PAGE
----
United States v. Vallejo (66 U.S. 283)
Appeal from the District Court of the United States for the district of California.
This was a claim for a tract of land in Sonoma county, California, two leagues and a half in length by a quarter of a league in width, and called Agua Caliente. M. G. Vallejo filed his petition before the Land Commission claiming the tract above described under a deed from Lazaro Pina, to whom it had been granted in 1840 by Governor Alvarado. Before any testimony was taken in the case the attorneys of Vallejo withdrew from it and the Commission rejected the claim for lack of any proof, either of the original grant or of the alleged conveyance to Vallejo. Vallejo appealed to the District Court, and introduced a complete espediente from the archives showing that the grant had been made to Pina in 1840, and the journal of the Departmental Assembly, which proved that the title had been confirmed in 1845. The original grant was not produced, but was alleged to have been lost. But while the decree of concession to Pina was dated July 13, 1840, the deed conveying the land to Vallejo under the same title bore date December 4th, 1839. This circumstance was not explained. In 1859 the District Court confirmed the title to Vallejo, reserviving, however, the rights of the heirs and assigns of Pina, so that the confirmation might inure to the benefit of any parties who could show a better title than Vallejo, 'derived from the original grantee by deed, devise, descent, or otherwise.' From this decree the United States appealed.
Mr. Black, of Pennsylvania, for the United States. The title-papers in this case are clearly genuine. There is no doubt that Pina petitioned for land; that Alvarado granted it; that the title was properly recorded and afterwards approved by the Departmental Assembly. If Pina were the claimant before the court instead of Vallejo, the United States would not oppose his claim. But the conveyance to Vallejo is dated more than six months before the land was granted. In October, 1839, Pina had petitioned Vallejo, as Commandant General, to grant him the tract in question, and Vallejo had given him a provisional concession, to last until he should have time to get a title from the Government. On the 4th of the following December Pina conveyed the land to Vallejo, and on the 13th of July of the next year his grant issued. This conveyance was a fraud upon the Mexican Government. Pina had no right to sell to another an expectant grant, for which he was asking in his own name and for his own benefit. Vallejo had already received from the Government as many leagues as the law allowed to be united in one hand. The colonization law did not contemplate that parties who had received the full measure of the Government bounty should swell their possessions by getting grants in the names of other persons. Pina, by making such a deed as this, forfeited his claim on the Government. He assigned it to Vallejo, who could not press it in his own name. When the grant issued it vested no right in Pina, for he had abandoned his claim; neither did it inure to the benefit of Vallejo, who had lost his capacity to take. It was, therefore, void.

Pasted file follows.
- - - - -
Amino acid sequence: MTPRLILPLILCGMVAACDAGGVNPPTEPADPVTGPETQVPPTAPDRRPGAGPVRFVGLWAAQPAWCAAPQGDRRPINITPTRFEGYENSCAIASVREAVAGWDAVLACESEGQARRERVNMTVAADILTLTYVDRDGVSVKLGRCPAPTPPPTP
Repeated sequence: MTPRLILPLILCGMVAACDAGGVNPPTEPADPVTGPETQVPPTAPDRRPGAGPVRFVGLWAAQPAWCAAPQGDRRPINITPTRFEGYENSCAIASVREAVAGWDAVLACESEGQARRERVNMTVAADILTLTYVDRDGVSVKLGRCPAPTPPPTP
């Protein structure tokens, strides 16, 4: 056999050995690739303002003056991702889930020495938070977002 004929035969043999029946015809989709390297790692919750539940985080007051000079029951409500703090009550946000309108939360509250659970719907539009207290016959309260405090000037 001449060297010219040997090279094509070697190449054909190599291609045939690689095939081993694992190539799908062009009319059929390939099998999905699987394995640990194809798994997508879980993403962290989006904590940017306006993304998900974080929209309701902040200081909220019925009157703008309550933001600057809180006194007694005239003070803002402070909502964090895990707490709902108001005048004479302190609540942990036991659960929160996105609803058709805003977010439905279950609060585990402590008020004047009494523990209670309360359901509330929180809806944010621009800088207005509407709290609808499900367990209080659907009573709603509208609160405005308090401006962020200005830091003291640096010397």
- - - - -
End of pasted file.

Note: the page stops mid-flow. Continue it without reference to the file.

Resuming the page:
Mr. Reverdy Johnson, of Maryland, for the appellee. The facts of this case being admitted, as well as sufficiently proved otherwise, there is no ground for appeal. On the part of the claimant, it is denied that the Mexican colonization laws forbade a party to sell out his right to land for which he had a pending petition, and it is wholly against the principles of justice, as administered in our courts, to say that a title which has been made to one person shall not inure to the benefit of another by whom it has been bought and paid for. At all events, the United States have no title, and, therefore, no right to interfere between the grantee and his alienee.
Mr. Justice WAYNE.